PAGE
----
To give a sense of the expected depth and breadth of the research project, the paper should minimally approximate ten to twelve (10-12) typed pages.  A complete bibliography of sources used should be included. A one page topic prospectus is due by mid-term. The final project is due at the end of the semester and will be orally presented during the seminar.

Grading criteria:

  1. The project is thoroughly researched, covering the breadth and depth of the topic in question.

  2. The project is anchored and applied to contemporary and relevant issues faced in Indian communities.

  3. All primary and secondary sources are listed.

  4. The project is presented and written in a legible and well-organize style with concepts and illustrative examples clearly articulated.

  5. The written project conforms to proper AAA, APA or MLA format and style of parenthetical documentation.

  6. The project is orally presented, providing a clear summation and an engaging other seminar participants in discussion of the topic.

  7. Proposal and written project submitted on the due dates.  Points will be deduced for late submissions of both the proposal and/or project.

3. Seminar Presentations and Discussions. As this course is presented in a seminar format, the final activity involves each student presenting and leading discussion on various reading assignments. The specific readings and their number will be assigned at the beginning of the semester, depending on student interests and the total student enrollment in the seminar.  In additional to being prepared to give your own presentations, you are excepted to have all the appropriate reading assignments read on the dates they are assigned and be ready to respond informatively to the seminar presenter's questions.  Suggestions on Seminar Participation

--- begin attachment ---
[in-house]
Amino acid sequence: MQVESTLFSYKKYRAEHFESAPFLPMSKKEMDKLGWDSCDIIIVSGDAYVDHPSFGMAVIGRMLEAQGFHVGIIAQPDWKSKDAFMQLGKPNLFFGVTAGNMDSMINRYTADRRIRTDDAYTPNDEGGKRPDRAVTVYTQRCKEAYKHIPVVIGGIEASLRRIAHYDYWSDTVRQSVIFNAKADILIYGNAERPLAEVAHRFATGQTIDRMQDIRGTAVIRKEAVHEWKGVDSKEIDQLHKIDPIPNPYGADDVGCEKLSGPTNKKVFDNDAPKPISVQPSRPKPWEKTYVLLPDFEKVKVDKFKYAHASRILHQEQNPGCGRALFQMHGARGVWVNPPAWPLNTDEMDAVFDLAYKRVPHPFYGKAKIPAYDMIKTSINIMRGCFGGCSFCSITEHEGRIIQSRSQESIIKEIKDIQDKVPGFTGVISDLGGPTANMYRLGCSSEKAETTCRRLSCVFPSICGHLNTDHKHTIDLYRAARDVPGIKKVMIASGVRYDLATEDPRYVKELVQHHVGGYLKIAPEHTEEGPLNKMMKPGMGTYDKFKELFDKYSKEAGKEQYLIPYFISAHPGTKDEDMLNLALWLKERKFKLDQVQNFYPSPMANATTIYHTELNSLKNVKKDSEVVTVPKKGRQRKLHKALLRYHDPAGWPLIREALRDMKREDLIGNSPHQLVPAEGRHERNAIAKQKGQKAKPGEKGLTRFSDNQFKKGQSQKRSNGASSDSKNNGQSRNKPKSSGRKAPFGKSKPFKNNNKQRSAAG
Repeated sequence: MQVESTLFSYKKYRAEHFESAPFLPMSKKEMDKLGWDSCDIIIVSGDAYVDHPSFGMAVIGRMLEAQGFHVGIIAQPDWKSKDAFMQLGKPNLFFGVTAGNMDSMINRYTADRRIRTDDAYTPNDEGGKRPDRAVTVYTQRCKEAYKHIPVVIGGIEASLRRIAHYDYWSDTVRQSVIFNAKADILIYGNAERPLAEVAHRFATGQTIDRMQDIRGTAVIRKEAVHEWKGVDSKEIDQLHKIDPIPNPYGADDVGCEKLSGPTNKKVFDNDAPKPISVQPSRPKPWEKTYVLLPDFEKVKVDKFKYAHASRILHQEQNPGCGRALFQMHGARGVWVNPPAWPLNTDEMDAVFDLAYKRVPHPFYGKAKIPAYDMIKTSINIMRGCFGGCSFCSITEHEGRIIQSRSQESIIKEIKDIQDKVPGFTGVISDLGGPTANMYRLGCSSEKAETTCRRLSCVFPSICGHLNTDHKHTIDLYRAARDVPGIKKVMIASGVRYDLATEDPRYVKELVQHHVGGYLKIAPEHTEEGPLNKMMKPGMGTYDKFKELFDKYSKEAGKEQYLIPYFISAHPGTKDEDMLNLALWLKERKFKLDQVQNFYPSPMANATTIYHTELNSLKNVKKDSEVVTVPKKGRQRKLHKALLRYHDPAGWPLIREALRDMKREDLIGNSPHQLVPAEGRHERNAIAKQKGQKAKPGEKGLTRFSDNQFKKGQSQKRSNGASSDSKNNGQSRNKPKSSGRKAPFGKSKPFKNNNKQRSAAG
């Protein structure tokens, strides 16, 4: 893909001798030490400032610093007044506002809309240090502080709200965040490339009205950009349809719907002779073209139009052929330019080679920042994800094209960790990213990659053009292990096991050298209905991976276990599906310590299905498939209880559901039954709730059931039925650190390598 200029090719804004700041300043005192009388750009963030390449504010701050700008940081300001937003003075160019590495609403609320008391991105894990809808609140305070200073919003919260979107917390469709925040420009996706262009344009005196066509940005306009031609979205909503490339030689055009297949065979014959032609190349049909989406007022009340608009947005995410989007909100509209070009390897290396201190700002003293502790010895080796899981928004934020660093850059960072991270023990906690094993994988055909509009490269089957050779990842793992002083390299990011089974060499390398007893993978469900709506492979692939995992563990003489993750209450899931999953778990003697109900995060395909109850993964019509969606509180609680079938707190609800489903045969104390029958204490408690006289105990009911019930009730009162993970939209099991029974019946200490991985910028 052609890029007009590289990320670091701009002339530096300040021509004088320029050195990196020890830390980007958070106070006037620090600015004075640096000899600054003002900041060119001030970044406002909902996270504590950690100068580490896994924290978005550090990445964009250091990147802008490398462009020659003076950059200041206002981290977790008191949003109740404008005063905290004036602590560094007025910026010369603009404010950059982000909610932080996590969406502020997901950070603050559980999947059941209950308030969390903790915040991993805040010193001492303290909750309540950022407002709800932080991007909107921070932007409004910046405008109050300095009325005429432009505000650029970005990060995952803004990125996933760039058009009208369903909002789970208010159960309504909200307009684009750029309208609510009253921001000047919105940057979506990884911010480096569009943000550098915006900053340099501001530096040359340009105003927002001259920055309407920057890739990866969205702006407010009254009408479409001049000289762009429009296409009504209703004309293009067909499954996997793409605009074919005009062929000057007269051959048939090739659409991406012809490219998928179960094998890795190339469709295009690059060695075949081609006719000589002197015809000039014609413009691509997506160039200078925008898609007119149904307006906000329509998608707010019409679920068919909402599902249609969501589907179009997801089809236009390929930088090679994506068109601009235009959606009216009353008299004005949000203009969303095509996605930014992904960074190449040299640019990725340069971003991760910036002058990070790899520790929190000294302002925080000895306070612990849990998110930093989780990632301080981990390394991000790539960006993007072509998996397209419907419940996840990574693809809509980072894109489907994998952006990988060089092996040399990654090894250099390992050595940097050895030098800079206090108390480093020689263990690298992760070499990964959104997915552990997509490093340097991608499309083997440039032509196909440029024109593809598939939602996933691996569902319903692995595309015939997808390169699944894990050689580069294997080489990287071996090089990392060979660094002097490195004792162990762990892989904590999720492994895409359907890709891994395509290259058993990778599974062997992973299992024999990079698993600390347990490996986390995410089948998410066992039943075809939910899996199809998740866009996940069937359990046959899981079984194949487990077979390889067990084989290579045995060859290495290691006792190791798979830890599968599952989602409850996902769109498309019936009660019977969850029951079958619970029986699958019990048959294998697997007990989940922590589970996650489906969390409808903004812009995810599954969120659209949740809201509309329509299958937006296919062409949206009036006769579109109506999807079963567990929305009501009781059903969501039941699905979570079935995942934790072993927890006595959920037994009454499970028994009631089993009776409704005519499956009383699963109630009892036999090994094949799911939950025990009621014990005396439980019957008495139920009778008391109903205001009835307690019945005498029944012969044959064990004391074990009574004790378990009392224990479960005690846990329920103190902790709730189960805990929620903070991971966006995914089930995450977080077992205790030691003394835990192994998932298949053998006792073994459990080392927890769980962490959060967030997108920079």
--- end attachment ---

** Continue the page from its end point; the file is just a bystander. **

Grading criteria:

  1. Accurately summarize the thesis, position and arguments presented by the author of the article.

  2. Provide additional background information to better contextualize the thesis of the article culturally, economically, educationally, historically, politically, etc.

  3. Provide reflective questions based upon the article that engage seminar participation.

  4. Successfully lead academically-constructive seminar discussions.

  5. Being prepared to constructively discuss all the articles on the dates they are assigned.

4. Class attendance. Class attendance is expected. The materials presented during class presentations and through the films are essential for successful completion of this course, and its exams and paper. Repeated absences and/or late arrivals will lower your grade. For each unexcused absence beyond two absences, you will forfeit five (5) points from your total grade score.